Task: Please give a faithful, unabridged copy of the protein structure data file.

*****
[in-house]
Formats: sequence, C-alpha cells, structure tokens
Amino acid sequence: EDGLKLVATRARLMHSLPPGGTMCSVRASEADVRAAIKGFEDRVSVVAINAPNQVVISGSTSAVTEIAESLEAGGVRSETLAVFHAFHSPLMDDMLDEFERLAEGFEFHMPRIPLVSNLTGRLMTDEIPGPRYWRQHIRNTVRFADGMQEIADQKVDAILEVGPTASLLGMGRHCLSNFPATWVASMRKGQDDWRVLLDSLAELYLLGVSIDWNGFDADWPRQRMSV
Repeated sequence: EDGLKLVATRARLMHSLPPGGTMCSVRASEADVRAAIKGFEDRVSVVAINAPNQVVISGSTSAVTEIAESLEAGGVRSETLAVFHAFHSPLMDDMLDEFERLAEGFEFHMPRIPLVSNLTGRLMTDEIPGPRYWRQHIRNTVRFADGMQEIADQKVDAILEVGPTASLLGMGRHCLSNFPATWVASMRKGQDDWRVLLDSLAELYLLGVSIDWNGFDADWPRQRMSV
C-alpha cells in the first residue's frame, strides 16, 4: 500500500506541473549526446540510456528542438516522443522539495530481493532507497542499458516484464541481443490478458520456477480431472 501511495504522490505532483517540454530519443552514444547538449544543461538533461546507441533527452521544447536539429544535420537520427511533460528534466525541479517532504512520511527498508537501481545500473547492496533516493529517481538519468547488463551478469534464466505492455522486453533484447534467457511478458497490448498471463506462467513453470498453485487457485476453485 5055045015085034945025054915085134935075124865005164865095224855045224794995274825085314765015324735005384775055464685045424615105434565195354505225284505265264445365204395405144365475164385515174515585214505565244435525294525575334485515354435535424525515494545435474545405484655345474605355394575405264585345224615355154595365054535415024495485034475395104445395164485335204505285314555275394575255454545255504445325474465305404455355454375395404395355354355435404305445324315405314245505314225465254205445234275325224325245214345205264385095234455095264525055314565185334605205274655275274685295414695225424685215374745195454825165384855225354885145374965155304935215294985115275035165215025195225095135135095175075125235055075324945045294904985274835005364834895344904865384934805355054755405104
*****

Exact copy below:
[in-house]
Formats: sequence, C-alpha cells, structure tokens
Amino acid sequence: EDGLKLVATRARLMHSLPPGGTMCSVRASEADVRAAIKGFEDRVSVVAINAPNQVVISGSTSAVTEIAESLEAGGVRSETLAVFHAFHSPLMDDMLDEFERLAEGFEFHMPRIPLVSNLTGRLMTDEIPGPRYWRQHIRNTVRFADGMQEIADQKVDAILEVGPTASLLGMGRHCLSNFPATWVASMRKGQDDWRVLLDSLAELYLLGVSIDWNGFDADWPRQRMSV
Repeated sequence: EDGLKLVATRARLMHSLPPGGTMCSVRASEADVRAAIKGFEDRVSVVAINAPNQVVISGSTSAVTEIAESLEAGGVRSETLAVFHAFHSPLMDDMLDEFERLAEGFEFHMPRIPLVSNLTGRLMTDEIPGPRYWRQHIRNTVRFADGMQEIADQKVDAILEVGPTASLLGMGRHCLSNFPATWVASMRKGQDDWRVLLDSLAELYLLGVSIDWNGFDADWPRQRMSV
C-alpha cells in the first residue's frame, strides 16, 4: 500500500506541473549526446540510456528542438516522443522539495530481493532507497542499458516484464541481443490478458520456477480431472 501511495504522490505532483517540454530519443552514444547538449544543461538533461546507441533527452521544447536539429544535420537520427511533460528534466525541479517532504512520511527498508537501481545500473547492496533516493529517481538519468547488463551478469534464466505492455522486453533484447534467457511478458497490448498471463506462467513453470498453485487457485476453485 5055045015085034945025054915085134935075124865005164865095224855045224794995274825085314765015324735005384775055464685045424615105434565195354505225284505265264445365204395405144365475164385515174515585214505565244435525294525575334485515354435535424525515494545435474545405484655345474605355394575405264585345224615355154595365054535415024495485034475395104445395164485335204505285314555275394575255454545255504445325474465305404455355454375395404395355354355435404305445324315405314245505314225465254205445234275325224325245214345205264385095234455095264525055314565185334605205274655275274685295414695225424685215374745195454825165384855225354885145374965155304935215294985115275035165215025195225095135135095175075125235055075324945045294904985274835005364834895344904865384934805355054755405104